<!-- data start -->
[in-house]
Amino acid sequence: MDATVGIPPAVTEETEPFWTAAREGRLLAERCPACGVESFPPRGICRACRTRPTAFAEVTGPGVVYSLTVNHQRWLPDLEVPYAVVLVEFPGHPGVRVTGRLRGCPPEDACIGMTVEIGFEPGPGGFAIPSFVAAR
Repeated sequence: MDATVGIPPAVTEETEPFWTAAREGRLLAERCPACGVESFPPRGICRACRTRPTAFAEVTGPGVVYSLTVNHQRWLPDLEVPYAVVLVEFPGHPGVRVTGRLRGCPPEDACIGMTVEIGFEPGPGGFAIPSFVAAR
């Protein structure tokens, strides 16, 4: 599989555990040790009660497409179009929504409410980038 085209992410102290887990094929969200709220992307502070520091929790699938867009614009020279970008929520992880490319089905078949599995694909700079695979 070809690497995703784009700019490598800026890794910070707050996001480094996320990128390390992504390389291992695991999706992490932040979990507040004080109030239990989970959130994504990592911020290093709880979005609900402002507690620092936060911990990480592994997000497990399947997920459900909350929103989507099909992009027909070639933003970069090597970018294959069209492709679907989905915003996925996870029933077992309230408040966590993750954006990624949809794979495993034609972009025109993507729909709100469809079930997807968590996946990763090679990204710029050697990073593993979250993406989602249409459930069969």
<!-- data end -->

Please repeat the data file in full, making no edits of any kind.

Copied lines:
[in-house]
Amino acid sequence: MDATVGIPPAVTEETEPFWTAAREGRLLAERCPACGVESFPPRGICRACRTRPTAFAEVTGPGVVYSLTVNHQRWLPDLEVPYAVVLVEFPGHPGVRVTGRLRGCPPEDACIGMTVEIGFEPGPGGFAIPSFVAAR
Repeated sequence: MDATVGIPPAVTEETEPFWTAAREGRLLAERCPACGVESFPPRGICRACRTRPTAFAEVTGPGVVYSLTVNHQRWLPDLEVPYAVVLVEFPGHPGVRVTGRLRGCPPEDACIGMTVEIGFEPGPGGFAIPSFVAAR
């Protein structure tokens, strides 16, 4: 599989555990040790009660497409179009929504409410980038 085209992410102290887990094929969200709220992307502070520091929790699938867009614009020279970008929520992880490319089905078949599995694909700079695979 070809690497995703784009700019490598800026890794910070707050996001480094996320990128390390992504390389291992695991999706992490932040979990507040004080109030239990989970959130994504990592911020290093709880979005609900402002507690620092936060911990990480592994997000497990399947997920459900909350929103989507099909992009027909070639933003970069090597970018294959069209492709679907989905915003996925996870029933077992309230408040966590993750954006990624949809794979495993034609972009025109993507729909709100469809079930997807968590996946990763090679990204710029050697990073593993979250993406989602249409459930069969």